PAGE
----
We weren’t surprised to learn that Bay Area writer/marketing consultant Alisa Bonsignore was the first person to register for this year’s Creative Freelancer Conference. She’s been to the first two. I recently interviewed Alisa about what she’s learned from past CFC’s and what she hopes to gain from the event in Denver.
First, Alisa, give me the details about you and your business: Where are you located, what kind of work do you do, where do you work and what’s your target market? Give me your elevator speech!
Giving you my elevator pitch is actually a great CFC story. When I attended CFC08, Dyana Valentine did her “Hello, I’m really good at” session. I sat at the table and lumbered through my usual explanation: “I work with high tech and healthcare companies, and I do marketing, light technical and clinical writing to help a variety of audiences make sense of the company’s products and technical benefits….” It was awful. And as these three ladies tossed some phrases around, I ended up streamlining bit by bit: I help people understand technical jargon. I make complicated ideas seem more clear. And then, out of the blue, came “I clarify complex ideas.” That’s now my website and tagline, something quick and straightforward that fits on a business card (or in Dyana’s case, a name tag!)
The official elevator pitch: I clarify complex ideas for high tech and healthcare clients, transforming sophisticated technical and clinical concepts into concise communications that get results.
I live and work in the San Francisco bay area. I have a home office, but I try to spend two afternoons a week at the coffee shop so that I can get outside the house and have a bit of contact with the outside world. And you’d be amazed by how many people I run into and network with, just by parking myself at a table with my computer.
You’ve been to the first two Creative Freelancer Conferences—how has the information you learned affected your freelance business?
CFC08 was a complete revelation. It reminded me that even though I’m just one person, I am a business. In the first month after the conference, I gathered the courage to fire the nightmare client; I consulted with an attorney to create a new contract and project proposal; I developed my new brand and tagline; I overhauled my marketing materials and website so everything had one consistent look, feel and voice; and I completely changed my pricing structure.
And then a year passed. By the time CFC09 rolled around, I had started backsliding into some bad habits. It came at just the right time to give me a fresh kick in the butt and remind myself that I need to get outside my little creative head and remember to think like a business. I came out of that conference with a renewed commitment to work/life balance and thanks to June Walker’s session, I started thinking more about taxes and deductions.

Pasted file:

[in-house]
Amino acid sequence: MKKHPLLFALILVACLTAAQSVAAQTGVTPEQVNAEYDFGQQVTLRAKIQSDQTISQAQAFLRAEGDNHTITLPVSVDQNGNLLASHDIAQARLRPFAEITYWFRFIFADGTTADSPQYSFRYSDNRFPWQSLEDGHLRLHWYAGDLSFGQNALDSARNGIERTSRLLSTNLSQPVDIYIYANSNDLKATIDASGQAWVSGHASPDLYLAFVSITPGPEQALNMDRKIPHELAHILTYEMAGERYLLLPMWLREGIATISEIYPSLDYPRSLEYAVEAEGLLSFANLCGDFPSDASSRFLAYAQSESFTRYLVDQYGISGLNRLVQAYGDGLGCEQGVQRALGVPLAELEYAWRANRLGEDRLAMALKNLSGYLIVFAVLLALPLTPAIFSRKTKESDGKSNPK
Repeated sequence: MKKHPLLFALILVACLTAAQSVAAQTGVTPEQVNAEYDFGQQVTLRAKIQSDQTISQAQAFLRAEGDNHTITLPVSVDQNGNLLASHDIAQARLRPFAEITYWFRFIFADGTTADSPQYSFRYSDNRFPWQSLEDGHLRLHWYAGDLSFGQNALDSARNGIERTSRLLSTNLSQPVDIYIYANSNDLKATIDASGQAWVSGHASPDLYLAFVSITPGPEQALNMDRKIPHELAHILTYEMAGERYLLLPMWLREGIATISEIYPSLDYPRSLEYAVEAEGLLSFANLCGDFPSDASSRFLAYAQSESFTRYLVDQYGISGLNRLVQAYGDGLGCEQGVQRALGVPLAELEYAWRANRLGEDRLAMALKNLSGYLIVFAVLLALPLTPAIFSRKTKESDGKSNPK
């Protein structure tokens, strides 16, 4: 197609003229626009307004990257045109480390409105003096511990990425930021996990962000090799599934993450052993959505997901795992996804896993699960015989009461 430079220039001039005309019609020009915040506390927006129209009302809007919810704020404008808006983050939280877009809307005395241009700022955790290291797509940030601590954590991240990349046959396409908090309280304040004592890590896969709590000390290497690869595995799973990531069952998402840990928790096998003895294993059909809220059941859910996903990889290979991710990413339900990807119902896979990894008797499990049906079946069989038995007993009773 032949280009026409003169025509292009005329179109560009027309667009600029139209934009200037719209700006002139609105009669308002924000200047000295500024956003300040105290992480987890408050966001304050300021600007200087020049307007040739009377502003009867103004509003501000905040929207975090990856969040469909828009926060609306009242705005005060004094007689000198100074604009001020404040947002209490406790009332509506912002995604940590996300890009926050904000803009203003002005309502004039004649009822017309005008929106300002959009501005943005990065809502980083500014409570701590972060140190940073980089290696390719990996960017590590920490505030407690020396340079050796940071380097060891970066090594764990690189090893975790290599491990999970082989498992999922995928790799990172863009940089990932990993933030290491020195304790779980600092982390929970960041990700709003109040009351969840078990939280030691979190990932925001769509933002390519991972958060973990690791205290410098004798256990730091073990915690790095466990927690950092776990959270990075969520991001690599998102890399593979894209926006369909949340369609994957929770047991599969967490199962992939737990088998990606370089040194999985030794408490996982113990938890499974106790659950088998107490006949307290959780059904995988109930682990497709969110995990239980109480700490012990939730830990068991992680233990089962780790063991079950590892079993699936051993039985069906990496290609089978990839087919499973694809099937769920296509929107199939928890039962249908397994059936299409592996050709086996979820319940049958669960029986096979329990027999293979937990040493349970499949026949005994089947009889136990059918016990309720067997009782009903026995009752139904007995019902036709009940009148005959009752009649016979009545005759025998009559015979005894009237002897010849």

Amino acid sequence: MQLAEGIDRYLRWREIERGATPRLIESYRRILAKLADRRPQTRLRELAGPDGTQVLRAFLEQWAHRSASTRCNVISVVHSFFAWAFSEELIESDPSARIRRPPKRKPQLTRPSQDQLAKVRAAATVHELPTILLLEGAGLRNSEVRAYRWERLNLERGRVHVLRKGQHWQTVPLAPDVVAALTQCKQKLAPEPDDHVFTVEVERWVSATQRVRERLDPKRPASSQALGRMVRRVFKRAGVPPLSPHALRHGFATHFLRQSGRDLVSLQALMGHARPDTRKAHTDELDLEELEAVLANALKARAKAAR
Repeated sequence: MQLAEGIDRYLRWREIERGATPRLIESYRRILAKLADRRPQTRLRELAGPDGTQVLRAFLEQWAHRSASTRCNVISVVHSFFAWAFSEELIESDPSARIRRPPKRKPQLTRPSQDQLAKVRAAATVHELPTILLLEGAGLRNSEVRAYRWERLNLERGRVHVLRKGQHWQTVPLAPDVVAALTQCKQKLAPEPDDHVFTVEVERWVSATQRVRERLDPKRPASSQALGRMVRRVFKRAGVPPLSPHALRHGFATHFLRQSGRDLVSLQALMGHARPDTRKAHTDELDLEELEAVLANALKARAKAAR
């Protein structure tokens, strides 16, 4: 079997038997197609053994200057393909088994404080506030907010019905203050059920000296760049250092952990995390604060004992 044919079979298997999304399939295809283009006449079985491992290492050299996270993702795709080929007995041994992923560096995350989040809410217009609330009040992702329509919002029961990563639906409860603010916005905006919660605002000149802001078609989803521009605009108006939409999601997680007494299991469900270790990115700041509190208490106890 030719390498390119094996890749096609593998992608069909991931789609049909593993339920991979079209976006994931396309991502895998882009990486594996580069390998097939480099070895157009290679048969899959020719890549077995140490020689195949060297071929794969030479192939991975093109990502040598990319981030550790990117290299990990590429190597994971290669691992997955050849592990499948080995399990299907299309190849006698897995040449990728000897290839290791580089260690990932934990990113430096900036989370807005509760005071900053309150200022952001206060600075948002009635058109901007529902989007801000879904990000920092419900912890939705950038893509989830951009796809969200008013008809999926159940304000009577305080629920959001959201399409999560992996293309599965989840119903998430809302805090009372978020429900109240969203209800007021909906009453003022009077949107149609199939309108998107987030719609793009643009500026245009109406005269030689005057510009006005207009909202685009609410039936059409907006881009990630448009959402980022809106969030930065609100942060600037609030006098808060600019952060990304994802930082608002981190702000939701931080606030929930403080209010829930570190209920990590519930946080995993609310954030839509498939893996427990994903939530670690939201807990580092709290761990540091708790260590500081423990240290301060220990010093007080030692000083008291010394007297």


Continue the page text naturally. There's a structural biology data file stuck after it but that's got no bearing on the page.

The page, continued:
Who’s been your favorite CFC speaker, and why?
Of course I’ve learned something from every speaker, but it’s the most energetic ones that are the most memorable. Colleen Wainwright is great, but I have a special place in my heart for Dyana Valentine because of that “a-ha!” moment at her ’08 session.
What kind of connections have you made with other freelancers? Has that helped your business?
I’ve met tons of designers, and that’s come in very handy for me. I’ve had clients who needed design-side recommendations, and it’s great to have a large stack of business cards to choose from. Clients always appreciate a personal recommendation.
What are you most looking forward to in Denver?
I always leave the conferences feeling very invigorated. Most conferences help you creatively, but this conference exists solely to help you improve yourself professionally. When you check out of the hotel, you have a completely different mindset about your business than you did when you checked in. That’s huge. As I said earlier, I need that annual reminder and kick in the butt to do the things that will help my business grow.
I think that this year will be even better because of the chance to cross paths with the HOW and In-HOWse attendees. I’m hoping for some great networking opportunities that we didn’t have when the conferences were separated by time and distance.
What prompted you to sign up so quickly when registration opened?
I knew that I wanted to go again this year, and was planning to take advantage of the early bird discount in January. But with a few days left in the year, it occurred to me that it would be worth a call to my accountant to see if I could register and take the deduction against my 2009 income. He gave it the green light and I signed up immediately. I wouldn’t have done that two years ago, but now I give thought to how the timing of different expenditures can have business and tax benefits.